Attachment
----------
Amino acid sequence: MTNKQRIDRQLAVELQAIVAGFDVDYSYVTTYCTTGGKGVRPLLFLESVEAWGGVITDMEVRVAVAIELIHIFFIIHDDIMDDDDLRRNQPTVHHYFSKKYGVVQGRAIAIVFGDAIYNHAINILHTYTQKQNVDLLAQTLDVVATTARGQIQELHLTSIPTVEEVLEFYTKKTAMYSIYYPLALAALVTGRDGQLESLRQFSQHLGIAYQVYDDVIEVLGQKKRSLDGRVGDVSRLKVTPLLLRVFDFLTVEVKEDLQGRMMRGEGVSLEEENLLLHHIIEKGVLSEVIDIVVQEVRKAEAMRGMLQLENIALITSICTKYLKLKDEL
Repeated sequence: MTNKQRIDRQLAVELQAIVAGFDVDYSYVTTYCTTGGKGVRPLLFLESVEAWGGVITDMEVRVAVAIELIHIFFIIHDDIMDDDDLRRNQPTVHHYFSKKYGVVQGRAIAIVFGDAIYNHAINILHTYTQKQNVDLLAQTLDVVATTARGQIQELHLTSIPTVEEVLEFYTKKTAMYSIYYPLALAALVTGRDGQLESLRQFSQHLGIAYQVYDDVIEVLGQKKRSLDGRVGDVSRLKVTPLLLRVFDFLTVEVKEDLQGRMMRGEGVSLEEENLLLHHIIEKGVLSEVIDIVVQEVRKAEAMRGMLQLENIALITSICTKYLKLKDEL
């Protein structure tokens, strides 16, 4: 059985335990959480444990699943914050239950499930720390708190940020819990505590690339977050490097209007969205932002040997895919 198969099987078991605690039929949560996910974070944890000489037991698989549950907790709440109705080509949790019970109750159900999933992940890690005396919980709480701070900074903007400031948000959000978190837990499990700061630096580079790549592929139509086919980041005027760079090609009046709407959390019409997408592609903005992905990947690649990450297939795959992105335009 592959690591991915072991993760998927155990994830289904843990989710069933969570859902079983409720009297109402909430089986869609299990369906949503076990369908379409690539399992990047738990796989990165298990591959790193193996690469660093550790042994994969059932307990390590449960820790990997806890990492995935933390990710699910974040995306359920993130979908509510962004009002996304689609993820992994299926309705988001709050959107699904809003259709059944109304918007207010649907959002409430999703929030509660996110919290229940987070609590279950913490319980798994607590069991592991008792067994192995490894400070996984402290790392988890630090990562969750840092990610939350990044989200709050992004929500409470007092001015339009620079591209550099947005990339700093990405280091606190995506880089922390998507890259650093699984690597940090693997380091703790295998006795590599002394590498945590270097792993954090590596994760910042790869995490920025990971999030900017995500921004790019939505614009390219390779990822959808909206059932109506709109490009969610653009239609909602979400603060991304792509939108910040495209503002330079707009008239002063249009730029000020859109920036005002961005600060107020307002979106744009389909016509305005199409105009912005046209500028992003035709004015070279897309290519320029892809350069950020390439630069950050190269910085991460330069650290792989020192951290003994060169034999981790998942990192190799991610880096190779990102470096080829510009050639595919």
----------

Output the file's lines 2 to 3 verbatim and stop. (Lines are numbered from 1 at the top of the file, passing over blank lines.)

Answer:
Repeated sequence: MTNKQRIDRQLAVELQAIVAGFDVDYSYVTTYCTTGGKGVRPLLFLESVEAWGGVITDMEVRVAVAIELIHIFFIIHDDIMDDDDLRRNQPTVHHYFSKKYGVVQGRAIAIVFGDAIYNHAINILHTYTQKQNVDLLAQTLDVVATTARGQIQELHLTSIPTVEEVLEFYTKKTAMYSIYYPLALAALVTGRDGQLESLRQFSQHLGIAYQVYDDVIEVLGQKKRSLDGRVGDVSRLKVTPLLLRVFDFLTVEVKEDLQGRMMRGEGVSLEEENLLLHHIIEKGVLSEVIDIVVQEVRKAEAMRGMLQLENIALITSICTKYLKLKDEL
């Protein structure tokens, strides 16, 4: 059985335990959480444990699943914050239950499930720390708190940020819990505590690339977050490097209007969205932002040997895919 198969099987078991605690039929949560996910974070944890000489037991698989549950907790709440109705080509949790019970109750159900999933992940890690005396919980709480701070900074903007400031948000959000978190837990499990700061630096580079790549592929139509086919980041005027760079090609009046709407959390019409997408592609903005992905990947690649990450297939795959992105335009 592959690591991915072991993760998927155990994830289904843990989710069933969570859902079983409720009297109402909430089986869609299990369906949503076990369908379409690539399992990047738990796989990165298990591959790193193996690469660093550790042994994969059932307990390590449960820790990997806890990492995935933390990710699910974040995306359920993130979908509510962004009002996304689609993820992994299926309705988001709050959107699904809003259709059944109304918007207010649907959002409430999703929030509660996110919290229940987070609590279950913490319980798994607590069991592991008792067994192995490894400070996984402290790392988890630090990562969750840092990610939350990044989200709050992004929500409470007092001015339009620079591209550099947005990339700093990405280091606190995506880089922390998507890259650093699984690597940090693997380091703790295998006795590599002394590498945590270097792993954090590596994760910042790869995490920025990971999030900017995500921004790019939505614009390219390779990822959808909206059932109506709109490009969610653009239609909602979400603060991304792509939108910040495209503002330079707009008239002063249009730029000020859109920036005002961005600060107020307002979106744009389909016509305005199409105009912005046209500028992003035709004015070279897309290519320029892809350069950020390439630069950050190269910085991460330069650290792989020192951290003994060169034999981790998942990192190799991610880096190779990102470096080829510009050639595919």